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Abstract Detail


Abiotic Stress

Zhang, Ru [1], Sharkey, Thomas D. [2].

Cyclic Electron Transport Protects against Moderate Heat Stress in Arabidopsis thaliana.

Photosynthesis is among the most heat-sensitive functions in plants. However, the mechanism by which moderate heat stress reduces photosynthetic capacity remains unclear. Photosynthesis uses both linear and cyclic electron flows to convert light energy into the transthylakoid proton motive force, composed of the proton gradient and the electric field. Heat stress frequently causes increased cyclic electron transport. Here we used two Arabidopsis thaliana mutants, each deficient in one of the two pathways of cyclic electron flow - crr2 (chlororespiratory reduction, deficient in the chloroplast NAD(P)H dehydrogenase dependent cyclic flow from NADPH to plastoquinone) and pgr5 (proton gradient regulation, deficient in the antimycin A sensitive cyclic flow from ferredoxin to plastoquinone). Heat stress experiments were done in light with intact leaves by switching leaf temperature from 23oC to 40oC in 2 minutes and measuring the electrochromic shift to analyze transthylakoid proton fluxes during photosynthesis. The electrochromic shift results from an electric field effect on carotenoid absorbance bands and is measured at 518 nm. Our result indicated that these two cyclic-electron-transport mutants were more sensitive to heat stress and had less ability to recover than wildtype, especially pgr5. What’s more, the electrochromic shift data showed that the transthylakoid electrical gradient was significantly reduced in pgr5 mutants. We propose that cyclic electron transport protects against moderate heat stress in Arabidopsis thaliana.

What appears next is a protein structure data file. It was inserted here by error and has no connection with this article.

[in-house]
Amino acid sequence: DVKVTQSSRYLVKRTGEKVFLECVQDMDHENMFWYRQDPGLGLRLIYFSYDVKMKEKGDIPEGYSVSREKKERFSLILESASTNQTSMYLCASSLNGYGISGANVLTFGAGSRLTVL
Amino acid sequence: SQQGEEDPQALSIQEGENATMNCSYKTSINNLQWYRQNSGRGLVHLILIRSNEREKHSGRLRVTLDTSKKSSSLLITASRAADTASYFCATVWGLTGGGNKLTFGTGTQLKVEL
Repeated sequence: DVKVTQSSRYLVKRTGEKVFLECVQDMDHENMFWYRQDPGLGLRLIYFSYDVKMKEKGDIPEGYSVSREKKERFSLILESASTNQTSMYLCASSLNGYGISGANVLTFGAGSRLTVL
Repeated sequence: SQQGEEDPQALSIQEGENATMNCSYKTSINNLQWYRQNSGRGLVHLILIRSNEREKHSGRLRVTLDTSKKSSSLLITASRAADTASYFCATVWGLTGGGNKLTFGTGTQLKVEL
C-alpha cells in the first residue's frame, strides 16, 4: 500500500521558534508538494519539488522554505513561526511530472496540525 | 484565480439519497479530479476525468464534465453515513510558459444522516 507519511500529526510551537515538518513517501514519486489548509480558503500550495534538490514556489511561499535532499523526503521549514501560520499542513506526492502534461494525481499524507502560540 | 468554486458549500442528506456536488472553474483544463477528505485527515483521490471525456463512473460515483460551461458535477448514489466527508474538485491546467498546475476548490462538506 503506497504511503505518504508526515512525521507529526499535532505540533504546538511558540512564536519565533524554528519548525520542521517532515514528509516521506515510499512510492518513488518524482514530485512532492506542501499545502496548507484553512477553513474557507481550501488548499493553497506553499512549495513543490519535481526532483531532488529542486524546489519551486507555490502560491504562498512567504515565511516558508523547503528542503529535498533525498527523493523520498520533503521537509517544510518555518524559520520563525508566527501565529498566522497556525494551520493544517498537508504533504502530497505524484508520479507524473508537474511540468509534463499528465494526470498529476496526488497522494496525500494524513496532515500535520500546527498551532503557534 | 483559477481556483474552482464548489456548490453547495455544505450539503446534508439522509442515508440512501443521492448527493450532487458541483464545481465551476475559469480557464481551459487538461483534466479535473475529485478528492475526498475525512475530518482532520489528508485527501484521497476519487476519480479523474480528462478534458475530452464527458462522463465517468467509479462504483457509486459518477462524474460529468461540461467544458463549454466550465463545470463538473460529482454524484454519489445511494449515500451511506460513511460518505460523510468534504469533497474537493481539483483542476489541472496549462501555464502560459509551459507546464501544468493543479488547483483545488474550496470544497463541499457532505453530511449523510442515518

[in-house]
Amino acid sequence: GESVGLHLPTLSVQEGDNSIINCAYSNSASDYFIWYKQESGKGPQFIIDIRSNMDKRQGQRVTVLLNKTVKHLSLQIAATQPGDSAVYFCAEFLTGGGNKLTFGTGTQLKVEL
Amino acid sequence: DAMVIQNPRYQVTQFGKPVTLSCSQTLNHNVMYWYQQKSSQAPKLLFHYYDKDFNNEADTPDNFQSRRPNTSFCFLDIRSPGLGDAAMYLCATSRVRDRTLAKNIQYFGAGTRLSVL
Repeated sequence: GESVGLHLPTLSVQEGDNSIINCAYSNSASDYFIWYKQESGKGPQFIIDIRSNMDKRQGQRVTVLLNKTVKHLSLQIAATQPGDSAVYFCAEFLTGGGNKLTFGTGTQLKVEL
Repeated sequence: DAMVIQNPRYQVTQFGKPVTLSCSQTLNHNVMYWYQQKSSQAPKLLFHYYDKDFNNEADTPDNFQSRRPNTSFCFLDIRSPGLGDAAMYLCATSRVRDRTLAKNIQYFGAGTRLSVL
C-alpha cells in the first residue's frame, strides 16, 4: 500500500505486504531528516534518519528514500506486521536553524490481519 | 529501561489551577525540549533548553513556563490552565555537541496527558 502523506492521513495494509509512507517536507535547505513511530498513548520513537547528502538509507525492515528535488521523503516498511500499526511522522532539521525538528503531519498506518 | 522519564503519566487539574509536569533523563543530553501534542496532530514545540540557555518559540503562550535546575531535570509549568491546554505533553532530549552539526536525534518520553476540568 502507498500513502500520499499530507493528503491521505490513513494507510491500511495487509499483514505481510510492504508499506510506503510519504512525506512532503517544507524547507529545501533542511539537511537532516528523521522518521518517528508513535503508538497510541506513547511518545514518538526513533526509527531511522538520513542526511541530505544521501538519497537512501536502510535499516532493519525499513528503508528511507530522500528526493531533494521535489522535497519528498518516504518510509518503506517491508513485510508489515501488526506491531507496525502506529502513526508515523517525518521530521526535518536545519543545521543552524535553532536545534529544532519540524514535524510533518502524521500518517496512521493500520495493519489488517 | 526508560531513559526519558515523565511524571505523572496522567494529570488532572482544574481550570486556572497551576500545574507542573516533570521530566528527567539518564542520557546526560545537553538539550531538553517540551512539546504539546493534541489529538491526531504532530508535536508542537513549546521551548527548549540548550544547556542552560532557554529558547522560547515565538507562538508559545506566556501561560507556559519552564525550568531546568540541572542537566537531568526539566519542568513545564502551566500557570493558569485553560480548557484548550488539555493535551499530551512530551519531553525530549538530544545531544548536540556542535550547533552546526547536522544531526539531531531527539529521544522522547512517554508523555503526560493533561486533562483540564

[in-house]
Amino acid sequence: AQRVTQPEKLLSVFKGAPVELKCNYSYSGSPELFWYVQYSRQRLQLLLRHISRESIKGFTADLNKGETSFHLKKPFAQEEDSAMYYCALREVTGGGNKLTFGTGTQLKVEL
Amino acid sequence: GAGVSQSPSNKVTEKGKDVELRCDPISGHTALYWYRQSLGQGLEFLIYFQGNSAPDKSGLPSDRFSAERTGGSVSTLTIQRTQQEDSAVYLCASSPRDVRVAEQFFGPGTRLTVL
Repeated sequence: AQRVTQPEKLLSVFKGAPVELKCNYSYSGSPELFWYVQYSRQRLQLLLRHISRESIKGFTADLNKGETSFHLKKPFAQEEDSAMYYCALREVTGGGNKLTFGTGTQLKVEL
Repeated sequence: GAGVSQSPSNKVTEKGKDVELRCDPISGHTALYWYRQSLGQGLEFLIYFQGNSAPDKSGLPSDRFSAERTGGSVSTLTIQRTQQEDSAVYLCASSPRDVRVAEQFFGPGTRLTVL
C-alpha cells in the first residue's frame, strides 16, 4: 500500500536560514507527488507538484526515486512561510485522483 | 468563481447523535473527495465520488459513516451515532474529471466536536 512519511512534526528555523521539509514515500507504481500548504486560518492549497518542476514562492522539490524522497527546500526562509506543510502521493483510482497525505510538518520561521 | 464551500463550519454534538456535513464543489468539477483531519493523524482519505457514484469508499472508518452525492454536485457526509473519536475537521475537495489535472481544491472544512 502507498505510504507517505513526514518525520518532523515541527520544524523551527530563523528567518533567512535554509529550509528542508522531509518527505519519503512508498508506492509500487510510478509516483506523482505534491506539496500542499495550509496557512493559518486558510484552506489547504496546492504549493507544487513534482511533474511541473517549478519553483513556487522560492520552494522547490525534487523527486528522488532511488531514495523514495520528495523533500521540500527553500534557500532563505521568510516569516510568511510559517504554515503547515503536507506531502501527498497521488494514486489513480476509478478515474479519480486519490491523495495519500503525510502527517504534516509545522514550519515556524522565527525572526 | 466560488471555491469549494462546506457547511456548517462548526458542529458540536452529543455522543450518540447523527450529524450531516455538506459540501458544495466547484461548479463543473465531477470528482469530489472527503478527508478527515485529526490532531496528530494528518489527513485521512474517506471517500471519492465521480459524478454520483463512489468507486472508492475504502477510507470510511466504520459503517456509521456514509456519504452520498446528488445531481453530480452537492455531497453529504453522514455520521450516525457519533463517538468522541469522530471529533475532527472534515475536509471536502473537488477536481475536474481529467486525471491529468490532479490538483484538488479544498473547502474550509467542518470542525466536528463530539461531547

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1 - University of Wisconsin-Madison, Department of Botany, 430 Lincoln Dr., Madison, WI, 53706, U.S.A.
2 - University of Wisconsin-Madison, Department of Botany

Keywords:
Photosynthesis
heat stress
cyclic electron transport
electrochromic shift.

Presentation Type: ASPB Minisymposium
Session: M05
Location: Continental A/Hilton
Date: Sunday, July 8th, 2007
Time: 5:25 PM
Number: M05004
Abstract ID:629


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